Monday, August 2, 2004

The Cathedral Keeper

We arrived in Bayeux in the middle of the day. After a long trek into the center of town and then another long trek up a very long hill (carrying and pulling our luggage up the busy, narrow street), we rested for a while in our hotel room.

The garden outside our windows was blooming. There were birds singing in the canopy of the trees. The sky was blue. The sun was out. And we were tired. So rested in the room and then went to eat sandwiches by the river and then went to see The Tapestry.

We were the last ones to leave the cathedral that day.

The large wooden door was wouldn't budge when we pulled on it to leave. The keeper of the place saw me struggling to figure out how to unlock the latch -- it was a complex looking contraption with several keyholes and several knobs, something altogether fitting for the door of a gothic cathedral.

He came up and said something to me that must have translated to Can you figure it out? There was a playful tone in his voice. I tried again briefly with the latch but couldn't master it.

Qu'est-ce qu'on doit faire? I asked, thinking maybe he'd give me a hint.

He chuckled and showed me a key he was holding. And he reached around me to insert it into one of the keyholes in the latch. We laughed. He pulled the door open and the light of afternoon flooded thru the crack.

Merci, we said.

He smiled and shut the door.

Trip to France - Day 5

10:16:57 PM   permalink: []   feedback: Click here to send an email to the editor of this weblog.   comments: []  

How Do You Say...

Trudy leaned forward from her seat after we left the station at Caen and were rolling toward Bayeux.

Tell me again, she asked. How do you say, We have a reservation?

The woman across the aisle was paying close attention. She had been speaking very quietly to her young grandson, evidently explaining about travellers and tourists. As she was whispering, he was watching us closely. And when Trudy asked her question, I could feel the woman waiting for my answer, curious I suppose as to what she was going to hear.

So in the best French accent I could muster, I replied, Nous avons un reservation.

Trudy made me repeat it several times, which I did. And I suspect that the woman got a kick out of the fact that I got the gender wrong -- every single time. (It's "une reservation". I know better than that.)

Oh well.

Trip to France - Day 5
going to Bayeux

9:19:25 PM   permalink: []   feedback: Click here to send an email to the editor of this weblog.   comments: []  

Exact Change

The French have created something amazing with their public pay toilets. The modular, futuristic looking booths are distributed strategically throughout the country. They take your coins, let you in, lower a hydraulic seat (that's really nothing more than a U-shaped stainless steel pipe on hinges), automatically start a trickle of water running into a stainless steel sink recessed in the tile-lined wall, trigger a hot-air hand dryer when you reach for it, and saturate themselves floor-to-ceiling in a spray of sanitizing solution after you've left. Just watch out for that hole in the corner.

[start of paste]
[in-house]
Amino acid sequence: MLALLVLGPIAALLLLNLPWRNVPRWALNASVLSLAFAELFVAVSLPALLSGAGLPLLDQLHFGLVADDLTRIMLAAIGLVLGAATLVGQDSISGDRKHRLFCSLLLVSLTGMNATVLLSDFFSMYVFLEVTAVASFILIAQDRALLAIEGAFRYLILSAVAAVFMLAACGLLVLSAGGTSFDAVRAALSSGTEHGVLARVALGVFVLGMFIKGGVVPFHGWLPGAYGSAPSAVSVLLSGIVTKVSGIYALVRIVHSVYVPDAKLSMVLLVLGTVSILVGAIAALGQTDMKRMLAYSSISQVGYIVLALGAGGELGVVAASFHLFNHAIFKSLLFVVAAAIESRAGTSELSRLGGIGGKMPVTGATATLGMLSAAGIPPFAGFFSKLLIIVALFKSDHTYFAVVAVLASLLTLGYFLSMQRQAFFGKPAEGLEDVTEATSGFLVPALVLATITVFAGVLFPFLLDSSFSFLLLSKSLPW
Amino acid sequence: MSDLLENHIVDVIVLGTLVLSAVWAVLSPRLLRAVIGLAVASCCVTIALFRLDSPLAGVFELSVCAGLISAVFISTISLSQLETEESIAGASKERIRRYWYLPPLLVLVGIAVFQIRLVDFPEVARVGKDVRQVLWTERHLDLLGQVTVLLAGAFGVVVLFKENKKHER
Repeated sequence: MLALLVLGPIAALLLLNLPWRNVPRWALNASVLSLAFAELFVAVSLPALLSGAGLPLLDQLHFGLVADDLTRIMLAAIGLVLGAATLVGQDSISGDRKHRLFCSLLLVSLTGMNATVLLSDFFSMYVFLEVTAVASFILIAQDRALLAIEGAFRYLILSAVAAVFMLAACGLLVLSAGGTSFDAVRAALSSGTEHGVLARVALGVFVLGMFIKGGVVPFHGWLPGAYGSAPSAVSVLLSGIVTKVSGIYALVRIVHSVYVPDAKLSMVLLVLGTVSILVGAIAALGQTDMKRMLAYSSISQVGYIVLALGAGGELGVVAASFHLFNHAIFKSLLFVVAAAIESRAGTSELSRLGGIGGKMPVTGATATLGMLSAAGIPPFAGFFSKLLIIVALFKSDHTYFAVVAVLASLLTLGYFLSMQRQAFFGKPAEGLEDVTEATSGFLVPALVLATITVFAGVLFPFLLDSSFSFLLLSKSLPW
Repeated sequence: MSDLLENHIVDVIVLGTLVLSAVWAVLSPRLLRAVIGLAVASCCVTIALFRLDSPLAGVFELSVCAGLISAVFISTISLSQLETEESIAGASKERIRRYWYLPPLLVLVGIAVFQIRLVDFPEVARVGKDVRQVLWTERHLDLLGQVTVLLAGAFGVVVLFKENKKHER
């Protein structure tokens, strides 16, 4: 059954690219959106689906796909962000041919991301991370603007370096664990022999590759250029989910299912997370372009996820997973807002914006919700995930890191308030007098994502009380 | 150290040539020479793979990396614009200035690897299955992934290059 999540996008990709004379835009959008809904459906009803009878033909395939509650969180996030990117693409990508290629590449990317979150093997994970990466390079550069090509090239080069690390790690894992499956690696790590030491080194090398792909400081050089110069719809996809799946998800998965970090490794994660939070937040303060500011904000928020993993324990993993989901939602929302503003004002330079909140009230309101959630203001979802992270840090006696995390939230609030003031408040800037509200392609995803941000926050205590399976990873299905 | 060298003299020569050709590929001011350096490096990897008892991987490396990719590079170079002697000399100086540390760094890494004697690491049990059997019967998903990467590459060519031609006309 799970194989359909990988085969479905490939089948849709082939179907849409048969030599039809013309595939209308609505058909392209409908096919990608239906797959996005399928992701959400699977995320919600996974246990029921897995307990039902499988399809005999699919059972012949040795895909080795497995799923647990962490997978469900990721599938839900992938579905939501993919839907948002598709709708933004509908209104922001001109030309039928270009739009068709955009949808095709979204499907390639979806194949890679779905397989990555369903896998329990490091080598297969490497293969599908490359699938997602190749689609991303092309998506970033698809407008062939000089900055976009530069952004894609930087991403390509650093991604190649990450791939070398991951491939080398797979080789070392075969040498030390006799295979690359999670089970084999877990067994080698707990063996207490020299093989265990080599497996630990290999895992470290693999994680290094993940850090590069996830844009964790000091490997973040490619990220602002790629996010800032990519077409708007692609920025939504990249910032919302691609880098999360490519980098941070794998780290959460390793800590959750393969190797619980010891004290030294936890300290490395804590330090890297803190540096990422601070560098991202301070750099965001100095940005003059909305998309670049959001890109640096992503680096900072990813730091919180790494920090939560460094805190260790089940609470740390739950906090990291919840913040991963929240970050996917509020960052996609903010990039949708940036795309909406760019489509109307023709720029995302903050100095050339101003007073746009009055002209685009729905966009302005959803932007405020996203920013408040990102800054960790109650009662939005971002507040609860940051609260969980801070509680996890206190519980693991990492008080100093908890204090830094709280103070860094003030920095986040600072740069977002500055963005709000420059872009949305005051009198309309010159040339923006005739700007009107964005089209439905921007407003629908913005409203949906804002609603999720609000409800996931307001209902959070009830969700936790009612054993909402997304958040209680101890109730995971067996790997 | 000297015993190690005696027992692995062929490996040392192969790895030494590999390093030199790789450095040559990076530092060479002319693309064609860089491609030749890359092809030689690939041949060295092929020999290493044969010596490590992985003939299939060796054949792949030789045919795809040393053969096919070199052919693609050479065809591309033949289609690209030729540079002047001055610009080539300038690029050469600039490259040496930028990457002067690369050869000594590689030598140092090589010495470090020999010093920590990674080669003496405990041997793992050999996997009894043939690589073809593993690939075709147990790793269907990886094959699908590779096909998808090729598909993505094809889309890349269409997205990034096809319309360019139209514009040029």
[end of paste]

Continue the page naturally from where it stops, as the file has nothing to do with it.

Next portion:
I have some words of caution, though. First, the machines don't accept one, two or five centime coins. They just throw them back at you. (I mean, they come flying back out of the machine.) Second, they don't make change.

This second point deserves a little elaboration...

We were standing on the platform in Caen, waiting on the next train to Bayeux. We had just arrived from Rouen. There was about an hour to go. We had been travelling since morning, and I found that Mother Nature was calling.

Like an answered wish, I spied one of the pay toilets setting out on the platform at the far end of the station. I walked up and read the instructions. They were easy enough to figure out. The cost was 30 centimes.

Fishing around in my pockets, I found 20 centimes and inserted the coin and then 5 and 2 and 2 and 1, making a total of 30 centimes. But the small coins came flying back at me, leaving the booth 20 centimes ahead.

I fished around in my pocket some more. The best I could do was a full Euro piece. I looked at it for a moment and then put the coin into the slot. I pulled on the door again, knowing I wouldn't get any change but expecting the door to open. It didn't.

Things were beginning to get serious, now. In disbelief and desperation, I put in another one Euro coin, leaving me down 2.20€ for a 0.30€ toilet. But the door still did not open. I stood there a moment trying to decide what to do. Ben had been watching me, and I knew he was wondering what I would do next.

I wandered back to the station and asked the man in the ticket booth if he could make change. I spoke tentatively, for we had found that getting change is no easy task.I made sure to explain what I needed it for.

Est-ce que vous avez de la monnaie pour les toilettes?

He was sympathetic. He asked how much it needed so that he could give me the correct coins, and he pushed them to me under the plexiglass window that hung between us.

I walked back down the platform with plenty of change in hand. And when I got back to the machine which had taken my money, I wondered if perhaps the booth was broken. Then I thought (optimistically) that it must just be finicky -- waiting for some combination of coins that would add up (in some permutation or combination) to exactly 30 centimes. And I wondered if it might let me in if I just put in a 10 centimes piece. So that is what I did.

I pulled on the door, and it opened. Next time I will have exact change.

Trip to France - Day 5

7:49:45 PM   permalink: []   feedback: Click here to send an email to the editor of this weblog.   comments: []